How the Principles of Yoga Can Help Heal Food Issues

Though I’ve been practicing yoga for years, it was in my recent yoga teacher training program when I started to realize the broad implications of the benefits of yoga. Just as the book Living Your Yoga implies, there are many places in our everyday life where yoga can apply.

Here are some of the yoga principles that have come up most often as I have counseled people with eating disorders and food addiction to “live their yoga.”

  • Letting go – instead of using food behaviors to bury uncomfortable feelings, let them go
  • Getting centered – instead of feeling pressured and anxious, pause and come back to the present moment where you can make more self-compassionate choices
  • Connecting to other people and to a higher power – food has been a barrier between you and other people
  • Tolerating discomfort – learning to sit with uncomfortable feelings will give you the power to move through them without using food or food behaviors
  • Taking time to relax and regenerate – instead of feeling intimidated by silence and stillness as they compete with your busy mind, let it all go and give your body and mind the break they need
  • Being grounded – feel a sense of support and connection to the earth below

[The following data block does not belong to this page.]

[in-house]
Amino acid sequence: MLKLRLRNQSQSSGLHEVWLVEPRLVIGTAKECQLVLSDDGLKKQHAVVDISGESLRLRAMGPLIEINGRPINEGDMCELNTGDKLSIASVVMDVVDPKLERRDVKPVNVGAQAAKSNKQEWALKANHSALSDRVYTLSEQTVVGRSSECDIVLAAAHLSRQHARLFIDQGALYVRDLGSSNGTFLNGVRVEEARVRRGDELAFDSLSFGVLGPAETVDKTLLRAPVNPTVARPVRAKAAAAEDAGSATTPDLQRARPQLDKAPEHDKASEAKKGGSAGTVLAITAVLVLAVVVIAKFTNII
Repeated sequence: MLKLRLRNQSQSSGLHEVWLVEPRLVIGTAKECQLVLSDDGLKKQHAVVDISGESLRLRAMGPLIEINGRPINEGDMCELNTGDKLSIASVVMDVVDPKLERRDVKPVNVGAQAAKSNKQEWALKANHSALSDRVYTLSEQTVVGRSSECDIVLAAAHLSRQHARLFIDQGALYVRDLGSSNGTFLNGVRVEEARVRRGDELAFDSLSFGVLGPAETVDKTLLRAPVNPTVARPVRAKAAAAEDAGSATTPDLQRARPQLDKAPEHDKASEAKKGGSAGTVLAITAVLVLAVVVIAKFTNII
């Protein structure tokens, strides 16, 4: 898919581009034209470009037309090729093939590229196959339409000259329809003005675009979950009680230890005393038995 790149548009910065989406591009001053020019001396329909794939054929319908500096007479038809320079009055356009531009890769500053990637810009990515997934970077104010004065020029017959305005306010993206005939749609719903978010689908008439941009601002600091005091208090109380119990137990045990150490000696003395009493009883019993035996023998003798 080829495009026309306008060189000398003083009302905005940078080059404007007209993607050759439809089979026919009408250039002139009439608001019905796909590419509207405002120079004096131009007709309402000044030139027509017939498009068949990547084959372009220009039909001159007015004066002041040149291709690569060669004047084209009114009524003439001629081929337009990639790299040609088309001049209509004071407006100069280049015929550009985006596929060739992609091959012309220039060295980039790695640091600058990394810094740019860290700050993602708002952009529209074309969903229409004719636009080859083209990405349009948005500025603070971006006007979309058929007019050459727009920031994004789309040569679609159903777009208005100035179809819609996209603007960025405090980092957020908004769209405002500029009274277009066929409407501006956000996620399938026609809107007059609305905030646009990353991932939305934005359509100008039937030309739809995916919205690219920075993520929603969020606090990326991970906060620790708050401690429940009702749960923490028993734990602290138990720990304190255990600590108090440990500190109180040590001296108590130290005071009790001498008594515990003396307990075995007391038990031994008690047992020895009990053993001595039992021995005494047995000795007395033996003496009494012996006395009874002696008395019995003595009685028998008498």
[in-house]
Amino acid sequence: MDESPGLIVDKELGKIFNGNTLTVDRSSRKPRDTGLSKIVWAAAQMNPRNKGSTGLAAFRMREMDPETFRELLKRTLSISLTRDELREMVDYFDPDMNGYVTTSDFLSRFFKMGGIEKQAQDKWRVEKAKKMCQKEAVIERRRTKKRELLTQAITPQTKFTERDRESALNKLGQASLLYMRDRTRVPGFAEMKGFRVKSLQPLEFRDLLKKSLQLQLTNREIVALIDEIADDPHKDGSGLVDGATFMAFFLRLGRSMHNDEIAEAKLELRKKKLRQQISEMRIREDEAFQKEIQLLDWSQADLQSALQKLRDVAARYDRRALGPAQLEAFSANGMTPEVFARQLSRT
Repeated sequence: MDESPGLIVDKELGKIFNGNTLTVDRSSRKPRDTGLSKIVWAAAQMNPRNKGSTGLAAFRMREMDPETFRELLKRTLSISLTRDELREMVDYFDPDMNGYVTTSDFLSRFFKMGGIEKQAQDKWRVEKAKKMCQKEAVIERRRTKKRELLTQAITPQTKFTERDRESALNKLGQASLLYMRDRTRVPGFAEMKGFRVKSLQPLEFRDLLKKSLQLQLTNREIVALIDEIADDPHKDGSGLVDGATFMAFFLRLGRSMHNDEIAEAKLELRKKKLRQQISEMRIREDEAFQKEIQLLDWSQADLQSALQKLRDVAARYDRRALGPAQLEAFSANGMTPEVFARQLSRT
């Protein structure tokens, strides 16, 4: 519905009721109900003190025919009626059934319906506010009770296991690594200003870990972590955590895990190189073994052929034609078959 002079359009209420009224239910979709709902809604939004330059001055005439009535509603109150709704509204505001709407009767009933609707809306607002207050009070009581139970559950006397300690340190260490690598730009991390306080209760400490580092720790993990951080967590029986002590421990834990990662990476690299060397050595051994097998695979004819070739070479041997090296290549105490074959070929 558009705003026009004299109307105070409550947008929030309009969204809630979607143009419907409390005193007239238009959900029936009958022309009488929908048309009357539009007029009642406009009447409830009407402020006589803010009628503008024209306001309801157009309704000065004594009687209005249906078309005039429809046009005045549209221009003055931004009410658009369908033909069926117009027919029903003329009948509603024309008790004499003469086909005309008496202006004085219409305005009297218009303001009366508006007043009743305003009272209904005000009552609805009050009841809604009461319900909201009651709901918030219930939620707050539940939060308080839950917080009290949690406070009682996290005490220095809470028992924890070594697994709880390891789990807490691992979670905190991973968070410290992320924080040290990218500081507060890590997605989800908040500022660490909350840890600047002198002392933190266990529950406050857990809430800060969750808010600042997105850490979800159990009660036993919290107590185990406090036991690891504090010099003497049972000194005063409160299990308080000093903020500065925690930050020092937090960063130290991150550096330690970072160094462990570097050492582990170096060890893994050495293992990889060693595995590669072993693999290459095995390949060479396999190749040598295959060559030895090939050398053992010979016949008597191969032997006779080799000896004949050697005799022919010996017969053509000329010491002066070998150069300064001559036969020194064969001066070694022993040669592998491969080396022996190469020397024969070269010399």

• Soothing yourself – instead of reaching for food or other harmful behaviors, learn to self-soothe in healthy ways
  • Surrounding yourself with beauty – empower your sense of self-worth by choosing to indulge in healthy forms of joy and pleasure
  • Witnessing without reacting – let go of judgment and practice accepting things as they come

If you’re interested in learning how to apply these principles in your own life in recovery, watch for more details about our yoga classes. For those who want to go deeper, we will offer small yoga therapy groups and private yoga therapy.

Yoga practice is a safe place where you can feel both relaxed and energized. Through yoga you can learn to use these principles and apply them to your whole life, gaining clarity and a sense of rejuvenation, and freedom from the stressors of an eating disorder.

Comments are closed.